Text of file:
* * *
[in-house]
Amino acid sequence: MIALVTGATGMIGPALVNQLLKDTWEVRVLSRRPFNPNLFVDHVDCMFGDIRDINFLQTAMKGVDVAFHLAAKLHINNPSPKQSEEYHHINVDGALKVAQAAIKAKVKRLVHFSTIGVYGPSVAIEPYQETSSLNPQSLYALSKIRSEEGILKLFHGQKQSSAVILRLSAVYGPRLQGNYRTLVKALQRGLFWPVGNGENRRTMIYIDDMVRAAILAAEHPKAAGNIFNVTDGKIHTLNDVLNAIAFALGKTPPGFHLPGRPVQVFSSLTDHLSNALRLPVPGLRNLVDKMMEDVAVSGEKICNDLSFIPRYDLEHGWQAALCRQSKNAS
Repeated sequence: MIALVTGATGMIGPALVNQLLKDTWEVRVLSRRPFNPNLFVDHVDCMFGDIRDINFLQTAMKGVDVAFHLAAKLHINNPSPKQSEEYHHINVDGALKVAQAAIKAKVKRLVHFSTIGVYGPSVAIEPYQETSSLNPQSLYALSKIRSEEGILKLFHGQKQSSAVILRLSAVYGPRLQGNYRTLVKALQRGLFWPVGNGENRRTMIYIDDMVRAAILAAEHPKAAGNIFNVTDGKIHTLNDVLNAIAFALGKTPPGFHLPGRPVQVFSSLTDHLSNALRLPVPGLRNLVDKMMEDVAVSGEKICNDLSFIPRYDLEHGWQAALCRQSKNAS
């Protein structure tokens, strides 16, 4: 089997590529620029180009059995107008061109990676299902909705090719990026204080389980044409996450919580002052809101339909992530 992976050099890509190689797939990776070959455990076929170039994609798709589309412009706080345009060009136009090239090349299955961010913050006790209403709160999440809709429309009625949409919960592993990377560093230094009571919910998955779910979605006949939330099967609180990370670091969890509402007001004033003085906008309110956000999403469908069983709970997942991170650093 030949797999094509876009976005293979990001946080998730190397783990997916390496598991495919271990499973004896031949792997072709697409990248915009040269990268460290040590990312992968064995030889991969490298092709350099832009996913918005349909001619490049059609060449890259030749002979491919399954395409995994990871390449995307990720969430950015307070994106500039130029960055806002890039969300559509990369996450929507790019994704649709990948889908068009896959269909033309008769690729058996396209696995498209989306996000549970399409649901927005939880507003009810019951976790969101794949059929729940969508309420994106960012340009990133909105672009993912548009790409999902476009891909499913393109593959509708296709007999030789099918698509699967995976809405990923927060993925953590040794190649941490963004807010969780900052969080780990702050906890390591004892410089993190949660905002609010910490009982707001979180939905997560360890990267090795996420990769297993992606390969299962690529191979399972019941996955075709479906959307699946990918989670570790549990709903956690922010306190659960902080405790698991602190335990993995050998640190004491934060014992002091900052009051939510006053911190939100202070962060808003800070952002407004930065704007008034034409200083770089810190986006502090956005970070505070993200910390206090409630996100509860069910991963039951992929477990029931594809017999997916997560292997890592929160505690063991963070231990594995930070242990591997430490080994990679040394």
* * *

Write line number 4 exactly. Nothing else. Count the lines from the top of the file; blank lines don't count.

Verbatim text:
């Protein structure tokens, strides 16, 4: 089997590529620029180009059995107008061109990676299902909705090719990026204080389980044409996450919580002052809101339909992530 992976050099890509190689797939990776070959455990076929170039994609798709589309412009706080345009060009136009090239090349299955961010913050006790209403709160999440809709429309009625949409919960592993990377560093230094009571919910998955779910979605006949939330099967609180990370670091969890509402007001004033003085906008309110956000999403469908069983709970997942991170650093 030949797999094509876009976005293979990001946080998730190397783990997916390496598991495919271990499973004896031949792997072709697409990248915009040269990268460290040590990312992968064995030889991969490298092709350099832009996913918005349909001619490049059609060449890259030749002979491919399954395409995994990871390449995307990720969430950015307070994106500039130029960055806002890039969300559509990369996450929507790019994704649709990948889908068009896959269909033309008769690729058996396209696995498209989306996000549970399409649901927005939880507003009810019951976790969101794949059929729940969508309420994106960012340009990133909105672009993912548009790409999902476009891909499913393109593959509708296709007999030789099918698509699967995976809405990923927060993925953590040794190649941490963004807010969780900052969080780990702050906890390591004892410089993190949660905002609010910490009982707001979180939905997560360890990267090795996420990769297993992606390969299962690529191979399972019941996955075709479906959307699946990918989670570790549990709903956690922010306190659960902080405790698991602190335990993995050998640190004491934060014992002091900052009051939510006053911190939100202070962060808003800070952002407004930065704007008034034409200083770089810190986006502090956005970070505070993200910390206090409630996100509860069910991963039951992929477990029931594809017999997916997560292997890592929160505690063991963070231990594995930070242990591997430490080994990679040394």